Overflow crowd for energetic hiker

    Jeff Sauer speaks to large crowd at UAS

    Juneau, Alaska (KINY) Hiking the entire length of three famous trails by Jeff Sauer appeared to be a popular topic at a lecture Thursday at the University of Alaska Southeast.

    The Appalachian, the Continental Divide and the Pacific Crest Trail were all conquered.  The Appalachian measures some 2,000 miles from Maine to Georgia.  The Continental Divide measures some 3,100 miles from Mexico to Canada through New Mexico, Colorado, Wyoming, Idaho and Montana.  The Pacific Crest Trail is 2,653 miles and passes through seven National Parks.

    For hikers it is their triple crown, over 7,000 miles and 22 states.  Only about 500 have accomplished the feat.

    He said there is a saying in the hiking world, see the world at two miles per hour. 

    In 1985, he conquered the Pacific Crest Trail.  He noted at that time there was no GPS and no cell phones.  The trail is famous due to the high Sierra Mountains.  Sequoia, Yosemite, and Sierra National Park, the John Muir wilderness and other national forests were included on the map.  He climbed Mount Whitney during the trip.  Two hikers died on the trail in California trying to cross streams due to the heavy snow pack that year.  The only fee on the trail then was the Bridge of the Gods, a 25 cent fare, at the Oregon, Washington State line over the Columbia River.

    Sauer said one of his major hurdles was getting through the Goat Rocks Wilderness Area because visibility and weather were poor.  He was able to find a shelter he had mapped on the trail.  He said one of the more spectacular parts of the trip were the Cascade Range.  He hiked this section during October and the weather held out to allow him to reach the end at the Canadian border.

    Sauer said after the Pacific Crest he returned to Alaska and had no plan to try and hike another trail from start to finish.  In 2010 he got the urge for another through hike.  He chose the Appalachian trail which runs through 14 states.   It begins in Springer Mountain, Georgia. It has hundreds of miles in forests with tree cover.  It has the nickname, the long green tunnel.  "I really enjoyed Georgia in particular.  There are billions of birds that fly up the Appalachian ridge.  They were all singing.  It was really quite magical."  He began the hike on April 12 when spring was in full bloom.  Highlights of the trail include McAfree knob near Roanoke, Virginia.  He also enjoyed Hot Springs, North Carolina, and Harpers Ferry, West Virginia.  He enjoyed the small towns on the trail.  "One of the things you do in these small towns is sit on your butt.  You really don't want to walk around much"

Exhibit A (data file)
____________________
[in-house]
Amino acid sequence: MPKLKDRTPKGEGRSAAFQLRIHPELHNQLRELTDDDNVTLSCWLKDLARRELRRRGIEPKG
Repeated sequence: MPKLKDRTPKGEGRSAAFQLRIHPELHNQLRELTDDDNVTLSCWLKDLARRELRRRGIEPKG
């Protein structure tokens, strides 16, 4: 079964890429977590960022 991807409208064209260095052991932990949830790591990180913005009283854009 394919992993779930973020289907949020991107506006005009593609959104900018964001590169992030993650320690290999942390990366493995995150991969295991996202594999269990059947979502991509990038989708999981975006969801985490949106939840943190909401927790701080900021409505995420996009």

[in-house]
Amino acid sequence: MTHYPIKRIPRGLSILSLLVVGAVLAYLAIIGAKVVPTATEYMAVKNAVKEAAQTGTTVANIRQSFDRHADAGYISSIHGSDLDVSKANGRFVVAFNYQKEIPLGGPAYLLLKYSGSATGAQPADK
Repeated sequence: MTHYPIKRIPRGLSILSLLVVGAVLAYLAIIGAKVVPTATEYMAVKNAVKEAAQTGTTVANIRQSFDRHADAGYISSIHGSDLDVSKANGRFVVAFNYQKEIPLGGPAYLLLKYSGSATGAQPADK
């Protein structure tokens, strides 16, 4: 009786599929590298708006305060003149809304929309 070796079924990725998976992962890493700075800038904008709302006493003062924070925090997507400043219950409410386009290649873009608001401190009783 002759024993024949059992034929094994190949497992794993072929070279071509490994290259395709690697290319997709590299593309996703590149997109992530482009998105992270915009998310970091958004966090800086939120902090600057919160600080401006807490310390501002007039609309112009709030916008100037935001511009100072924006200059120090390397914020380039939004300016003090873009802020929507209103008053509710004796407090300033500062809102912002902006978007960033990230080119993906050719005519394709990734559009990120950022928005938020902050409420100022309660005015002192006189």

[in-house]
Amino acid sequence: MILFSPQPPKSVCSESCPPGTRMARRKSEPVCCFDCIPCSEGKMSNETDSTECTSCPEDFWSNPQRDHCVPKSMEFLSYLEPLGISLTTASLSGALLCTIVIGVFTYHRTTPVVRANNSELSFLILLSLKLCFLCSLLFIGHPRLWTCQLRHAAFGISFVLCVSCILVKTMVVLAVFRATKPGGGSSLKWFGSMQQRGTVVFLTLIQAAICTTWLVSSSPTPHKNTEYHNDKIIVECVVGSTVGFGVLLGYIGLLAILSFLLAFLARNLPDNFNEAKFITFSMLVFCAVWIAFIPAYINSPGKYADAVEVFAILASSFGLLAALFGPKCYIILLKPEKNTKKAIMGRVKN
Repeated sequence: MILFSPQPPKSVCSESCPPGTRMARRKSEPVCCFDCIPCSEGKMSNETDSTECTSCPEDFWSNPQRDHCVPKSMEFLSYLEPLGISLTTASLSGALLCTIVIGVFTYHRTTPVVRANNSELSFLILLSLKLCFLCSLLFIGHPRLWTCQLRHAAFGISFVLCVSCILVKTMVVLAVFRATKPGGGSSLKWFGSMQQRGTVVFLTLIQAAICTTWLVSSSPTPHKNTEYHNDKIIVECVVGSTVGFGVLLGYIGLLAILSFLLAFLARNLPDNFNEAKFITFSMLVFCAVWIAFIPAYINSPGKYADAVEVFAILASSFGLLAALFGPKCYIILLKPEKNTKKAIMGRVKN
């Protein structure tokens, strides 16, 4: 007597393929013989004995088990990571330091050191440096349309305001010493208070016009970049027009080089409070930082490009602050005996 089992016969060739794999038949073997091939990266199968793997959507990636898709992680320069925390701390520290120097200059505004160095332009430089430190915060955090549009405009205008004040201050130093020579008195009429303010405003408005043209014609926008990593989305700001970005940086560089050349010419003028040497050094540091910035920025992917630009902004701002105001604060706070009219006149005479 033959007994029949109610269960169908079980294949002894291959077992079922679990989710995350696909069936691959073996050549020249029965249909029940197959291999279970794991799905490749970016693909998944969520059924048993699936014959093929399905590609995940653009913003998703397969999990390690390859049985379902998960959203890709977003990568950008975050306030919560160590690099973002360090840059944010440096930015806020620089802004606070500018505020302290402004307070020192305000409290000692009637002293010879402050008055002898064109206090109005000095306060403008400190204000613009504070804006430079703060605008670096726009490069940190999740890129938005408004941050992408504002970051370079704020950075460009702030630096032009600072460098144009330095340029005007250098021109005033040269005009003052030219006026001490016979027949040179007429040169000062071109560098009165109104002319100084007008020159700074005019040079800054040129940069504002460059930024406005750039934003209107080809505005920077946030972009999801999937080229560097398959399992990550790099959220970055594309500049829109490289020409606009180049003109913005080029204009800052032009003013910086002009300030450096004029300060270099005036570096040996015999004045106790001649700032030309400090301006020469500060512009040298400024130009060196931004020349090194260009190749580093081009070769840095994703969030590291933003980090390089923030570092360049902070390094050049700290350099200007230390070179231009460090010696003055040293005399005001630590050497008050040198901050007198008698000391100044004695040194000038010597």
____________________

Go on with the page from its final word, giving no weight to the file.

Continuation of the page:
He averaged 15 miles per day and took three days off each month to rest and restore.

    Another highlight of the trail was New Hampshire.  The Appalachian Mountain Club provides huts on the trail for shelter.  He experienced fog at the summit of Mt. Washington.  Another highlight was the 100 mile wilderness in Maine.  The trail ends at the top of Mt. Katahdin, Maine.

    He advised hikers to buy sneakers that are extra wide and about one size too big because your feet will swell during the hike.  The hike lasted five and a half months.

    He hiked the Continental Divide this year.  The biggest obstacle on this trail is the weather and high altitude.  Lightning can also be dangerous on this trail.  "Lightning can strike you from miles away at an angle and can also strike the earth and electrocute you through the earth.  It was all scary stuff.  We didn't have a lot of experience with this stuff in Alaska."

    There are few water sources in the New Mexico portion of the trail.  The altitude is close to 7,000 ft near Sante Fe.  Daytime temperatures got quite warm but could drop to freezing temperatures at night.  Highlights included the Gila River and the Ghost Ranch Resort.     There were spectacular views along some of the mesas.  He also visited South Pass City, the Wind River Range in Wyoming and Jackson, Montana.  The final section was through the Bob Marshall Wilderness and Glacier National Park. 

    The Alaska Audubon Society is working on a virtual trail for birding in southeast Alaska.  There is more information on their website, http://ak.audubon.org/

    The annual Christmas bird count this year is December 15 in Juneau.


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